In June, we graduated high school. We spent our summer nights speeding through the city, driving from Blue Butterfly Coffee on Main Street to the very top of the Griffith Observatory, where the sky was pink and blue like all those years before. I used the pauses between our laughter and ramblings about traveling to Paris and the planetarium scene in Manhattan to remind myself that I, in all of my teenage glory, was so lucky to have met someone like David at such a young age.

By the last week of August, we had planned our last adventure together until we would be reunited again. We walked back to the coffee shop on Sepulveda, where all those years ago, we sat and he listened to me read W.H. Auden while we drank lattes. We sat in the same spot on his living room floor as we did when we were first falling in love to The Catcher in the Rye, listening to Simon and Garfunkel albums after school. Things were simpler when I was not booking flights, finishing barista jobs, or leaving the love of my life on my front porch.

Although we knew it would be excruciating, nothing could have prepared me for the pain of being away from my family, my friends, and David. My mother described my reaction as that of someone grieving an immense loss: I couldn’t hear songs on the radio in stores without bursting into uncontrollable tears. I couldn’t look at the ring David had given me the night before I left without sobbing profusely. I could not eat, sleep, or walk. I experienced, in my first two weeks in Toronto, a heartache that broke down every mental fortress I had spent seven years constructing. A long-distance relationship, for me, was not surprise visits and constant letters in the mail—it was crying in front of a computer and cursing our independence, our distance, and the fork in the road that placed us other over three-thousand kilometres apart.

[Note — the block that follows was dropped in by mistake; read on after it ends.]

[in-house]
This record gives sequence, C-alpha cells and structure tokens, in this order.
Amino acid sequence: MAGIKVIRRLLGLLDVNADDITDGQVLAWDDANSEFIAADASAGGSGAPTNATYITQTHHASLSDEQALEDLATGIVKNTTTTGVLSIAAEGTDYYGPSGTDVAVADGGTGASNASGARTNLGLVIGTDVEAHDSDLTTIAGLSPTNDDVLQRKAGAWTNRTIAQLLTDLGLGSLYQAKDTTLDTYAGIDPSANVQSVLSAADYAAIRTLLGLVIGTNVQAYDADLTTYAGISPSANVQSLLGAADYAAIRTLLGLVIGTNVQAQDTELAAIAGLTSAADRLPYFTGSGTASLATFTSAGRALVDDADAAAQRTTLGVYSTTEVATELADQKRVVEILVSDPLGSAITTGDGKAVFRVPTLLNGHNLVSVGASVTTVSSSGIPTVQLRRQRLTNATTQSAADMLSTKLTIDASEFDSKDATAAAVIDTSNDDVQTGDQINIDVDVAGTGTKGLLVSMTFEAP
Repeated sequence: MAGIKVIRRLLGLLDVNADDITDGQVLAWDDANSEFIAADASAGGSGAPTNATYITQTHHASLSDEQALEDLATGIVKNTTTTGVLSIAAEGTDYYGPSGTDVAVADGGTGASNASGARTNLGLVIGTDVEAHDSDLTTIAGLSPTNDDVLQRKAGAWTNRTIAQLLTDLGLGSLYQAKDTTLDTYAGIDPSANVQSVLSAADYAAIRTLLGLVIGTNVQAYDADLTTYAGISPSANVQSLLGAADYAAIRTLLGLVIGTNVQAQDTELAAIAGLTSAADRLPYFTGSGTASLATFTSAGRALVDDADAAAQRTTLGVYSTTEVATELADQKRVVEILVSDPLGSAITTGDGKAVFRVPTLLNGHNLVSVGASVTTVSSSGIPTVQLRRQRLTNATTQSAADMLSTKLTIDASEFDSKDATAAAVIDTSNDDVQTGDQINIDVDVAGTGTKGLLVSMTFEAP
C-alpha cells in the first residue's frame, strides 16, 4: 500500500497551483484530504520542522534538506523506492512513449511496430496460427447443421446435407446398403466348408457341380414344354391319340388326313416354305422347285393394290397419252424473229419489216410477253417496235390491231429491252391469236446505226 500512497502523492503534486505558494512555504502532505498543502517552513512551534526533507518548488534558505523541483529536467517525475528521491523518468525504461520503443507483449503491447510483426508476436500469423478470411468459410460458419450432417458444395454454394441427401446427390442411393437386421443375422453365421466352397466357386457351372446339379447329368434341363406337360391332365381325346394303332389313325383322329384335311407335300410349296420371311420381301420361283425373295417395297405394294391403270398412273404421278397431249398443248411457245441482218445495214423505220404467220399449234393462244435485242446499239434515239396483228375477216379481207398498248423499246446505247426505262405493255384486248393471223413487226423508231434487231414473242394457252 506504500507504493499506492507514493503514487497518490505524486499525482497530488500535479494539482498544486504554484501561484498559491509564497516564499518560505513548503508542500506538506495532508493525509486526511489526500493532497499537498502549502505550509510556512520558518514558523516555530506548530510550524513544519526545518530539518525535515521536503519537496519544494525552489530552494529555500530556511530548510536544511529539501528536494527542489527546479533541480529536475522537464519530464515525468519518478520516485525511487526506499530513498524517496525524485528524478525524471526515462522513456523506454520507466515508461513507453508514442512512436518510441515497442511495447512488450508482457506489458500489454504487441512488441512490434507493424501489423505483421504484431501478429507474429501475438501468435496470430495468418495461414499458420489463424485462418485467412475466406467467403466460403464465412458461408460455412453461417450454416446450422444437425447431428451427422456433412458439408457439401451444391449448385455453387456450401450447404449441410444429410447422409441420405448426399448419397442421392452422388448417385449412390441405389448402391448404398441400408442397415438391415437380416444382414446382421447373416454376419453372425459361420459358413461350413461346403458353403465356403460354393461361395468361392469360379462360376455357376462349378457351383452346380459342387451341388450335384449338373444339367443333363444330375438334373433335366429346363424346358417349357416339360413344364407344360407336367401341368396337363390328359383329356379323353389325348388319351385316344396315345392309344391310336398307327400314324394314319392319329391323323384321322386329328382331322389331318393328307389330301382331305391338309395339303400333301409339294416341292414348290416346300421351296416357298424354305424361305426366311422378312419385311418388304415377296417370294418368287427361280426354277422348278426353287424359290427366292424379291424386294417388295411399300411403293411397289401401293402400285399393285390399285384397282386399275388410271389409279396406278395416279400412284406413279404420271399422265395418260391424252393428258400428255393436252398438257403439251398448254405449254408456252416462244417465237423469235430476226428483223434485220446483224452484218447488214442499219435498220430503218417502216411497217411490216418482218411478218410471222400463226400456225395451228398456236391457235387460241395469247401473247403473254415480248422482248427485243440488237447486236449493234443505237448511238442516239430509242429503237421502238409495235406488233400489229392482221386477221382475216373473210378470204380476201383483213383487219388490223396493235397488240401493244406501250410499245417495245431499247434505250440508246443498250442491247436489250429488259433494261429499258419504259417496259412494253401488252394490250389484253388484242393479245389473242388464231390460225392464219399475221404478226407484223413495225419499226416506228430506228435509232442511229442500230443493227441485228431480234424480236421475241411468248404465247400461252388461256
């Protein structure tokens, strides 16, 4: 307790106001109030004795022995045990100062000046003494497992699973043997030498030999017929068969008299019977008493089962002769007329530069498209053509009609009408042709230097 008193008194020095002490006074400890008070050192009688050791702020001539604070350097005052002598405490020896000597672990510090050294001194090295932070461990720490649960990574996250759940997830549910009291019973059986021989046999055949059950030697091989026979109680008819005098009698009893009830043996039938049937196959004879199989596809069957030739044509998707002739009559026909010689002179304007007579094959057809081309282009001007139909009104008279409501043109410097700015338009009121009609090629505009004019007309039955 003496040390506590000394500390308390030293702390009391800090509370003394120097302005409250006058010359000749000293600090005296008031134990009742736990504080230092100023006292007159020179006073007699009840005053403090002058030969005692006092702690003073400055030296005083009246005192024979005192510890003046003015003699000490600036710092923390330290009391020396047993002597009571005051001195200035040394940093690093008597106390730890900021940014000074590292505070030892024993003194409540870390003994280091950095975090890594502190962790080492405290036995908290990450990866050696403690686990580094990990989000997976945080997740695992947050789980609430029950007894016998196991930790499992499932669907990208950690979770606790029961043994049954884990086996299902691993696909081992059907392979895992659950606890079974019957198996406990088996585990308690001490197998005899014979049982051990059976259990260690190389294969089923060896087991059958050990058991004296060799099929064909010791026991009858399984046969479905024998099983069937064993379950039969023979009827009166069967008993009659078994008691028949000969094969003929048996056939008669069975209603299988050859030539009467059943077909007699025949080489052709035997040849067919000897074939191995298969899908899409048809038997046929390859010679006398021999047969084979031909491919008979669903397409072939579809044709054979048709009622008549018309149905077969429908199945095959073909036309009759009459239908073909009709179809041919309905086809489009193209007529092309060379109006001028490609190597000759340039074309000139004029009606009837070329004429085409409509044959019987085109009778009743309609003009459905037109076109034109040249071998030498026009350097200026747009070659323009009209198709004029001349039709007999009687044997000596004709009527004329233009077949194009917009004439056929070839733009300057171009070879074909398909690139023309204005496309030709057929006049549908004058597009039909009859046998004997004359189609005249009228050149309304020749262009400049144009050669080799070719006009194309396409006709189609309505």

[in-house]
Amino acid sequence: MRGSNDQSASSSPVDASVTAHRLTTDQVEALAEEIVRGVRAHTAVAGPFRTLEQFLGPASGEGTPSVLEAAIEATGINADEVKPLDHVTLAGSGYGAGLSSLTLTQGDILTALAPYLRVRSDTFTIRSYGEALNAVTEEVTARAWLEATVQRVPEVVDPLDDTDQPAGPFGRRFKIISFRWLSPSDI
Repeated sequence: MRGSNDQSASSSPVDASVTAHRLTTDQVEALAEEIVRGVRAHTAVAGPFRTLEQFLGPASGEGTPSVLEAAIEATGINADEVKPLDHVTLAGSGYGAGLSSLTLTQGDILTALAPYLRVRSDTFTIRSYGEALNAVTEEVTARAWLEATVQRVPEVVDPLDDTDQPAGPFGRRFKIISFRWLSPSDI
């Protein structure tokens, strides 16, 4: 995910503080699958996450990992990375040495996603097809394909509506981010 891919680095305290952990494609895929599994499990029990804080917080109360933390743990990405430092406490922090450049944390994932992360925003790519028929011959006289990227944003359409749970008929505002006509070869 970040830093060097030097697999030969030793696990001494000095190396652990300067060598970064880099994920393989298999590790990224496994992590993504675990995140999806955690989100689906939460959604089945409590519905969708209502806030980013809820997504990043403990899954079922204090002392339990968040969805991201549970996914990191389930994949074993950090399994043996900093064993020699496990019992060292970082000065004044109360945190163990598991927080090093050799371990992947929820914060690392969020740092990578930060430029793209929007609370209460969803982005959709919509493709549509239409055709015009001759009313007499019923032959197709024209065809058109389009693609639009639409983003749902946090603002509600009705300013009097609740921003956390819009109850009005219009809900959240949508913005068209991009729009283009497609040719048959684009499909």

Although we may be far apart, David and I are both growing into who and what we want for ourselves as individuals. If love is love, it will be there tomorrow. Our existence is not defined by each other, and in my opinion, the beauty of our love stems from our autonomy: we are two coincidences, crossing over in a rare and ethereal existence. Just as I carry on loving, the skies in California carry on with their iridescent lightshow of pinks and blues, preparing for our arrival. The coastal highway will still withstand our speed, the beaches will host our fumbling dancing, and the peppermint mochas will still keep our hands warm in the middle of December.

Where I am now is the third time I’ve fallen in love with David, a process that is continuous, but has been some sort of combination of gut-wrenching and everything I have ever wanted.

In December, when his plane lands, my seat will still be the one that faces the green lights of the airplane runway, where David will land. I will be there, at Tom Bradley Terminal, like we always talk about during our late-night phone calls: loving, living, and materializing again.